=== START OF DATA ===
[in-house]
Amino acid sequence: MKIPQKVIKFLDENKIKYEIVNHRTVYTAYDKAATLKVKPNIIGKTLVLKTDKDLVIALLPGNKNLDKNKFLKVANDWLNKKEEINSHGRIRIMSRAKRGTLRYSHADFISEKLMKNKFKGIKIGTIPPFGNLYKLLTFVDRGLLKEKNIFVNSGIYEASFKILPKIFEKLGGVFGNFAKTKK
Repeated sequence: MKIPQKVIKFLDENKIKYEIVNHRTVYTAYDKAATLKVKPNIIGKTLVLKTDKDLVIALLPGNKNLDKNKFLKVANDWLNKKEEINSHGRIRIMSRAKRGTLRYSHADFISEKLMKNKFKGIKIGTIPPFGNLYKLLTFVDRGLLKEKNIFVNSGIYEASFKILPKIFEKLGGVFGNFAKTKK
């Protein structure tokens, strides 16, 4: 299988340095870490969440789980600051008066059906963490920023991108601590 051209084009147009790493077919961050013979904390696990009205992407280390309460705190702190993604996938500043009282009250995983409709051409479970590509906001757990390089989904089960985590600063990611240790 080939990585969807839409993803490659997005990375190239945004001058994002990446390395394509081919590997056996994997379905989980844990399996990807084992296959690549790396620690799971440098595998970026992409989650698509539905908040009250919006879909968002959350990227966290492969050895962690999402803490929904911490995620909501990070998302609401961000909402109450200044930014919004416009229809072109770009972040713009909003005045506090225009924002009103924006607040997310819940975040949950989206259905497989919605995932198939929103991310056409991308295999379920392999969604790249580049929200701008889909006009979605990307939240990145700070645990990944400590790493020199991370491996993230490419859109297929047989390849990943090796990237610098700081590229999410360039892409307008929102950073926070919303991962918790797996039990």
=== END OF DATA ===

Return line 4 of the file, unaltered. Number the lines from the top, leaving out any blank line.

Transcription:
């Protein structure tokens, strides 16, 4: 299988340095870490969440789980600051008066059906963490920023991108601590 051209084009147009790493077919961050013979904390696990009205992407280390309460705190702190993604996938500043009282009250995983409709051409479970590509906001757990390089989904089960985590600063990611240790 080939990585969807839409993803490659997005990375190239945004001058994002990446390395394509081919590997056996994997379905989980844990399996990807084992296959690549790396620690799971440098595998970026992409989650698509539905908040009250919006879909968002959350990227966290492969050895962690999402803490929904911490995620909501990070998302609401961000909402109450200044930014919004416009229809072109770009972040713009909003005045506090225009924002009103924006607040997310819940975040949950989206259905497989919605995932198939929103991310056409991308295999379920392999969604790249580049929200701008889909006009979605990307939240990145700070645990990944400590790493020199991370491996993230490419859109297929047989390849990943090796990237610098700081590229999410360039892409307008929102950073926070919303991962918790797996039990």